I don’t pretend to be an expert on Yom Kippur, or on the process of tshuvah, repentance.

Like many of you, memories of Yom Kippur from my childhood were that shul was long, where invariably some elderly congregant would get weak and faint, someone ran to help with smelling salts, and an ambulance would come and take said congregant away. On Yom Kippur, everyone dressed to kill, but the collective bad breath of hundreds of people fasting for 25 hours is what really did you in. The day was an endurance test; you’d be looking at the clock, timing how long until the fast was over and you could eat. When the shofar would finally blow at the end, there would be a mad dash to the exits, while that guy would stand there and try and sing Hatikvah at the top of his lungs, in righteous indignation at all his coreligionists who had the chutzpah to decamp to their break-fast, instead of singing their allegiance to Israel. And while this would be going on, the shul regulars would be forcing their way towards the front of the sanctuary to pray ma’ariv, fighting the human tidal wave of starving yidden leaving their pews in the other direction to head home.

But a funny thing happens as you get older. The cartoonish nature of what I described above still occurs, but takes up less of your focus. You turn inward and more reflective with maturity. Yom Kippur becomes more interesting. You pay a bit more attention to what you are reading in the machzor, and look for meaning in the moments and the tunes, or niggunim. And if you are lucky, each year, you notice something that pulls you deeper into the time and space of Yom Kippur, the holiest day of the Jewish year.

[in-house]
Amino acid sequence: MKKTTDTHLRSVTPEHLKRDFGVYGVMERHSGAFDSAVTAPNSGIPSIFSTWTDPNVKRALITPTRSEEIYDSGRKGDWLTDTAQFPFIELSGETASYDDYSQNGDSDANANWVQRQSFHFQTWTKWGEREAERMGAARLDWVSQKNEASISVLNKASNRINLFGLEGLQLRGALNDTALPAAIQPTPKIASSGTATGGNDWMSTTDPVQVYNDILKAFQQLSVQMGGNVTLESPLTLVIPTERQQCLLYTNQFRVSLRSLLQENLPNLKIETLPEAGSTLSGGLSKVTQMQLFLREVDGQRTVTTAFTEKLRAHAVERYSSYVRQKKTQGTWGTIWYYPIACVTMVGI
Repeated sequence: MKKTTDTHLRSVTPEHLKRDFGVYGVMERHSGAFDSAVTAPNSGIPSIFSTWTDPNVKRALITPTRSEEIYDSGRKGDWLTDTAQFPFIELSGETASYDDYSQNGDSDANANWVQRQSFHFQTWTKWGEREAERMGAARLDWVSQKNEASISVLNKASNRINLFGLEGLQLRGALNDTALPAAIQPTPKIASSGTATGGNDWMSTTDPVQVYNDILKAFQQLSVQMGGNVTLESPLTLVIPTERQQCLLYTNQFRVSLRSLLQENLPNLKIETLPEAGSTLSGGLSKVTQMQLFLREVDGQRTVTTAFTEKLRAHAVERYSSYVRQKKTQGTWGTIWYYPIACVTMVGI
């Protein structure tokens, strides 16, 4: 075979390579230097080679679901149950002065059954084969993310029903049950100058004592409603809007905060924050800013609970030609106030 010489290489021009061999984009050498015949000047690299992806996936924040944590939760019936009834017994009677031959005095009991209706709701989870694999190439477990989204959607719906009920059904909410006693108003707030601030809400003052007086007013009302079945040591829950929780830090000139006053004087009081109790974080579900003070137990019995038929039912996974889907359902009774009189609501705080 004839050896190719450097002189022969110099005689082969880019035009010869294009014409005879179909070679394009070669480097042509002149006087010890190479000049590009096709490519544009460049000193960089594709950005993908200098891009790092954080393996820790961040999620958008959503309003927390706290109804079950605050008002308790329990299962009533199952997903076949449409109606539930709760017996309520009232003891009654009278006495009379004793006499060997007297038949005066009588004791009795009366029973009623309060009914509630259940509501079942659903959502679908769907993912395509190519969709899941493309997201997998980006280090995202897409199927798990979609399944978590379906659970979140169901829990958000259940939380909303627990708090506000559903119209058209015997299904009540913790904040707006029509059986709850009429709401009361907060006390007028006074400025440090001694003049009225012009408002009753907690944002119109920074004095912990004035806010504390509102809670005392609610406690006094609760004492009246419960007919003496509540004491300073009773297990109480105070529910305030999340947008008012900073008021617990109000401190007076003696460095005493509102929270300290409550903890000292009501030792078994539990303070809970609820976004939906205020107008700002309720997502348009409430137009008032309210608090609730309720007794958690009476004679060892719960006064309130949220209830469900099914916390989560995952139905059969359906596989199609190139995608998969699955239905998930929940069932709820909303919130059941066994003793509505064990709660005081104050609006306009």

I found my moment for this year, even before I step into synagogue tomorrow night. And I want to share it with you because I hope it becomes your moment as well.

Israeli megastar singer Ishay Ribo (great article about him here) just released “Seder Ha’avoda”, a song that recalls the service of the High Priest, the Kohen Kadol on Yom Kippur. It is a central part of the prayer service on Yom Kippur. Most of the lyrics of the song come straight from the liturgy of Yom Kippur.

I can’t stop listening to it.

You see, I’ve spent my whole life engaged in Jewish learning, as a student, teacher and now Head of School. I’ve studied broadly and I’ve studied in depth, on a wide range of subjects. In all those years, I’ve never « felt » anything when learning about the Yom Kippur service in the Beit Hamikdash. For sure, I learned about it, and I knew about the following part of our history, as per the Rambam, Maimonides:

Seven days before Yom Kippur, the Kohen Gadol (“High Priest”) is removed from his home to his chamber in the Holy Temple.

Mishneh Torah, Laws of the Yom Kippur Service, 1:3

[Upon concluding the Yom Kippur service, the Kohen Gadol] washed his hands and feet, removed the golden vestments, dressed himself in his own clothes, and set off for his home. The entire people would accompany him to his home. He would celebrate a festival over the fact that he had emerged in peace from the holy.

Ibid., 4:2

Despite all that learning, I never understood it on a kishke level until now, until Ribo brought it to life. He composed the song about two years ago while he himself was in synagogue on Yom Kippur, in the middle of the Musaf service. That an Israeli singer can release a pop song in September of 2019 about a Temple service that was last conducted over 2,000 years ago, and make you feel awe and amazement and a deep spiritual longing is something that I am repeatedly floored by, each and every time I listen to the song. Music as a vehicle for learning and understanding is a powerful force. « Seder Ha’Avoda » has completely changed my understanding of Yom Kippur.

Listen to it before the Fast begins, and let me know if it moves you too.

Have an easy and meaningful fast. Ktivah v’chatimah tovah.

Mar Abba
Head of School

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